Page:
WASHINGTON — President Trump will welcome Prime Minister Benjamin Netanyahu of Israel to the White House on Monday morning, reinforcing the close relationship between two allies and underscoring the political and legal ups and downs that each have faced.
Mr. Trump will be fresh off news that a lengthy investigation of his presidential campaign’s possible ties to Russia did not find evidence of a conspiracy, while Mr. Netanyahu still faces indictment on charges of bribery, fraud and breach of trust. He is in an intense fight for his political survival in elections next month.
Early on Monday, after a rocket launched from Gaza struck a house in central Israel, injuring seven people, Mr. Netanyahu announced he would cut short his visit to Washington, leaving for Israel immediately after meeting Mr. Trump in the Oval Office.
Mr. Netanyahu had been scheduled to have dinner with the president on Tuesday and to address a conference organized by a pro-Israeli lobbying group, the American Israel Public Affairs Committee, or Aipac. Those events have been canceled.
The two-day visit was meant to showcase Mr. Netanyahu’s influence in Mr. Trump’s Washington at a critical moment in Israeli politics, when the prime minister’s legal woes are proliferating and he faces a fierce election challenge from Benny Gantz, a retired military chief.
Last week, Mr. Trump declared that the United States should recognize Israel’s control over the long-disputed Golan Heights, a statement starkly at odds with international law and a reversal of decades of American policy, but a major election-eve gift to Mr. Netanyahu.
But the prime minister was hit by two new accusations shortly before his departure for Washington: that he improperly authorized the sale of German-made submarines to Egypt without the approval of top military officials; and that he engaged in self-dealing, through an undisclosed stake in a company that supplied the German builder of both the Egyptian subs and several new Israeli warships.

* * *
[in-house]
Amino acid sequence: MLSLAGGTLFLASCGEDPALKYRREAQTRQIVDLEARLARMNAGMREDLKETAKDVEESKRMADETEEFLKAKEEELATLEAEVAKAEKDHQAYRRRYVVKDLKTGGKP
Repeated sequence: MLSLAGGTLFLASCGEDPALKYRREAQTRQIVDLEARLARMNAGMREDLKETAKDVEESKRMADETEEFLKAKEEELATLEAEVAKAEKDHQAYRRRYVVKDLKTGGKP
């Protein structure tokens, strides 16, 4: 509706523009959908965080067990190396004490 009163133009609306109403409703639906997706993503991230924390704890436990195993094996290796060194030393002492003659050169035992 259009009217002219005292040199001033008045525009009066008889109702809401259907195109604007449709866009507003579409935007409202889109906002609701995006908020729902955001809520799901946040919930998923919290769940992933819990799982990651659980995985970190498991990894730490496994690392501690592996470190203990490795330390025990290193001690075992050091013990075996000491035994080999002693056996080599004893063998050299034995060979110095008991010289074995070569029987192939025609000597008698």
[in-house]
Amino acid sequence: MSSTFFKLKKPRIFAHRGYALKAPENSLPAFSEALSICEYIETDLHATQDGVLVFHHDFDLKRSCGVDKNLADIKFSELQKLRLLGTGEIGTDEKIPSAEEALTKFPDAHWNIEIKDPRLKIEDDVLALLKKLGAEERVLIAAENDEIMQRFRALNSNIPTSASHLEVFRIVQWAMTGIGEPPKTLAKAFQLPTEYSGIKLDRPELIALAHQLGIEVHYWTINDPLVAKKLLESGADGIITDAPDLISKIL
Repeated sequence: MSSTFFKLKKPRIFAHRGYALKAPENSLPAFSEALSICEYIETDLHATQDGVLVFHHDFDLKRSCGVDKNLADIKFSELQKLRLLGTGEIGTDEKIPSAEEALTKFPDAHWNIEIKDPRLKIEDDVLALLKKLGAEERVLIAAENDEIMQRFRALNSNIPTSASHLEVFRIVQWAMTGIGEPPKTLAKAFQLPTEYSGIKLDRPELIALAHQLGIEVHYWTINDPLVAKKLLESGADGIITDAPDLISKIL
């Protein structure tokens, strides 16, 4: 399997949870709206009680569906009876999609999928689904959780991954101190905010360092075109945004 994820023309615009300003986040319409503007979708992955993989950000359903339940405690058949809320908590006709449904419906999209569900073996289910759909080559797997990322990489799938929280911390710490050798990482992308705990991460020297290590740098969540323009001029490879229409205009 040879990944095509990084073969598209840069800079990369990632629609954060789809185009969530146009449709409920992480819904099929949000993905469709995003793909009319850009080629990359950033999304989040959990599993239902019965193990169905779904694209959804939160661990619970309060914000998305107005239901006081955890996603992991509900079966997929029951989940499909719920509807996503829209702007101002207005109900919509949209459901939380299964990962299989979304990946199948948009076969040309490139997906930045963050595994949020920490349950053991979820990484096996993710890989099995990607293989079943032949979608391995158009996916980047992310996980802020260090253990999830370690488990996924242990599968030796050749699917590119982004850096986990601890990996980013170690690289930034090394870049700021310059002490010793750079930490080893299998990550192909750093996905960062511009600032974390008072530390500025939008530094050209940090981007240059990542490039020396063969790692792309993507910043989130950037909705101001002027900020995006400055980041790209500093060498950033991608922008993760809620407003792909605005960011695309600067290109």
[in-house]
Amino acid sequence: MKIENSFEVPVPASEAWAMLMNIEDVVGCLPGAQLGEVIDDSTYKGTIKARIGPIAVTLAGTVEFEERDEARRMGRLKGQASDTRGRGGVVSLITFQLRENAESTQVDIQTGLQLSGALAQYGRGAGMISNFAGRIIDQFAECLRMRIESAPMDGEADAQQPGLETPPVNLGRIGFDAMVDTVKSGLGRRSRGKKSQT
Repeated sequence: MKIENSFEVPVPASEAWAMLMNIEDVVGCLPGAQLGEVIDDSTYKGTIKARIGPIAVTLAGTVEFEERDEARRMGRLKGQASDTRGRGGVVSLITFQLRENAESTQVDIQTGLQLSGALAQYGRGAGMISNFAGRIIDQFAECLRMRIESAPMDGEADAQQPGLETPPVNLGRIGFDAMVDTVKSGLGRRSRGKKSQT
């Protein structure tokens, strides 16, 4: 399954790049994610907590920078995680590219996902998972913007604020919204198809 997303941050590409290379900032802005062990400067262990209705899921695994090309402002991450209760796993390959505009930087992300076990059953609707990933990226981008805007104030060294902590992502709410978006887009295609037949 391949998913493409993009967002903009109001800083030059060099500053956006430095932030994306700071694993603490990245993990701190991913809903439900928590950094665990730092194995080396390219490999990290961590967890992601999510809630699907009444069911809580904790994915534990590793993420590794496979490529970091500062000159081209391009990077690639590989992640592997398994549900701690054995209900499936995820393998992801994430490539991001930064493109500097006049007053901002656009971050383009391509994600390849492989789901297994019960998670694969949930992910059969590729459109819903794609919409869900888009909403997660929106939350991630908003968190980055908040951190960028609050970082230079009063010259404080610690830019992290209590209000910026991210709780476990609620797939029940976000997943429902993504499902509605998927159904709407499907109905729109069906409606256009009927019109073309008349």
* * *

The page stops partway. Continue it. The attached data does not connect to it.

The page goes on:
Mr. Trump, on the other hand, was very likely to exult in the letter to congressional leaders on Sunday from Attorney General William P. Barr, in which he reported that the special counsel, Robert S. Mueller III, had not found collusion between Mr. Trump’s presidential campaign and Russian officials during the 2016 election.
The president erroneously described the letter as a “complete and total exoneration,” since Mr. Barr noted that on the question of whether Mr. Trump had obstructed justice, Mr. Mueller neither found the president had committed a crime nor exonerated him of one.
Mr. Barr made that decision for Mr. Mueller, concluding that the evidence against the president did not rise to obstruction of justice.
Mr. Netanyahu’s meeting with Mr. Trump could still eclipse a major speech to Aipac by his opponent, Mr. Gantz, which is scheduled for roughly the same time as the Oval Office session. But the prime minister will lose the opportunity to address the group’s audience.
“In light of the security events I decided to cut short my visit to the U.S.,” Mr. Netanyahu said after the rocket attack.